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review SPOILER ALERT! 2015-12-08 18:30
Shadowplay - Laura Lam

Shadowplay picks up a lot of the slack I thought dragged Pantomime down a bit (a case of debut syndrome) - still not perfect, still taking big steps forward. I'm so pleased about that.


Micah really gets a chance to come into himself in this book. He's growing as a person, his world view is expanding, and he's having to juggle not just living yet another layer of incognito, but all of the revelations and changes that both himself and the world around him is going through.


Political upheaval is a real threat, Alder magic seems to be finding its way back into the world, Maske and his fellow Kymri Theatre workers and performers become something resembling a real family for him, and the Damselfly that had haunted him before is pushing her way more strongly into his awareness.


Through all of that, Micah finally seems to be discovering who he is and what he wants for his life. He hasn't at all lost the cheekiness and boldness that really endeared him to me in Pantomime, and tends not to take injustices sitting down.


I'm very much looking forward to Masquerade (which isn't out until 2017), and I'm eager to read False Hearts when it's out as well.

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review SPOILER ALERT! 2015-12-07 01:01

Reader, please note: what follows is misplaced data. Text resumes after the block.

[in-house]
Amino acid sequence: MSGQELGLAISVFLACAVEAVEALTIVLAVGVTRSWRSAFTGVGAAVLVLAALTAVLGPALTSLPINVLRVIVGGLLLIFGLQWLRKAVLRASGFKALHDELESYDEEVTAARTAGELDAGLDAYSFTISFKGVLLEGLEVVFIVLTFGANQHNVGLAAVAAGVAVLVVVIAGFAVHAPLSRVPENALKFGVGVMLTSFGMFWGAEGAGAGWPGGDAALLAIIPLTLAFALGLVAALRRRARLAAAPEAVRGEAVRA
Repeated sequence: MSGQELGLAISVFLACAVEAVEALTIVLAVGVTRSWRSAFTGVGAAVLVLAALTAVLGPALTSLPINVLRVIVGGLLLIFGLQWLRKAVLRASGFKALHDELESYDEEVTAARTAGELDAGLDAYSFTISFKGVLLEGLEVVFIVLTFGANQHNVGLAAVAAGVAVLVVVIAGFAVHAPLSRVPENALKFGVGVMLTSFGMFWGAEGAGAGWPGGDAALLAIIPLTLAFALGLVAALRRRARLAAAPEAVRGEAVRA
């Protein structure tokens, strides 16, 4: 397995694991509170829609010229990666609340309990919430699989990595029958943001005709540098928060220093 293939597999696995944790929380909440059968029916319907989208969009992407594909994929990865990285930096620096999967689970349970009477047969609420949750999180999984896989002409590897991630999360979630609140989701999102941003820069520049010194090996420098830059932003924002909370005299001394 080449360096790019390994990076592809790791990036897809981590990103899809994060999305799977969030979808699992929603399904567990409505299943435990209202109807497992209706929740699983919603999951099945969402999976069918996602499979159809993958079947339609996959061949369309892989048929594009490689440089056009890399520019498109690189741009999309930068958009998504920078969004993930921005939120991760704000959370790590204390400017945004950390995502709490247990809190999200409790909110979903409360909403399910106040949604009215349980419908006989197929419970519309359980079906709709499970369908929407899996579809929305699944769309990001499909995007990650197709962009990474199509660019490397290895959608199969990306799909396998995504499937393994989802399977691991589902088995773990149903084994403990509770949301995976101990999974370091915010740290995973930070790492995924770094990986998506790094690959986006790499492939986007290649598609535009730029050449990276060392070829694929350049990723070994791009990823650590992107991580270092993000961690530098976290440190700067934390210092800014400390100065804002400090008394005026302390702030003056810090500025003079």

Pantomime - Laura Lam

I have been stoked as hell to read Pantomime for a while now, but had to wait for the new ebook edition before I could purchase it.


Circus setting? Check. Nonbinary protagonist? Check. Non-heteronormative protagonist? Check. Intersex protagonist? Check! I can't say I've ever read a confirmed intersex character (where they weren't just there for a punchline) before, so being able to sink my teeth into Micah's story was a pretty major deal.


Pantomime was short, as far as my usual novel fare goes, and the only reason it doesn't have a four-star rating from me is because it suffers from what I call 'debut syndrome' - a book can be deeply enjoyable and even well-written, but still feels a little bit loose at the seams. Usually spotted with debut novels, and it's usually burned off in the sequel or subsequent novels by the same author. (Also why I believe you shouldn't necessarily judge an author by their debut work, ever.) Pantomime had a bit of that - great setting, enjoyable characters, engaging and interesting protagonist, but I felt it needed an extra coat of paint to really bring out the story. I am intensely eager to get into the sequel, Shadowplay, because of that.


I loved Micah. He was outgoing, engaging, cheeky, even bold as brass at times. Aenea was a sweetheart, witty and playful, and while not understanding in the end, still kind. Drystan was odd and distant, intelligent, charismatic, charming, simultaneously extroverted and subdued depending on the situation he was in (and my favourite after Micah).


The reveal that the circus was not quite as wonderful as Micah originally thought, that the core of it was rotten and crumbling apart, was well-paced I thought. We see the layers being stripped from Bil at just the right speed as he falls further and further away from decency and into deprivation - an interesting parallel to how Micah works his ass off at pretty much everything he throws himself into, and refuses to fall. 


This is a YA book that I want to get once the new paperbacks are out; I want it sitting on my shelf where I can point it out and lend it to people and nag them into reading it. It's upsetting that there isn't a larger pool of books like this for mogai kids/teens/young adults to pick from, but, well, we've got to start somewhere and somewhen, right?


Can't wait to pick up Shadowplay.

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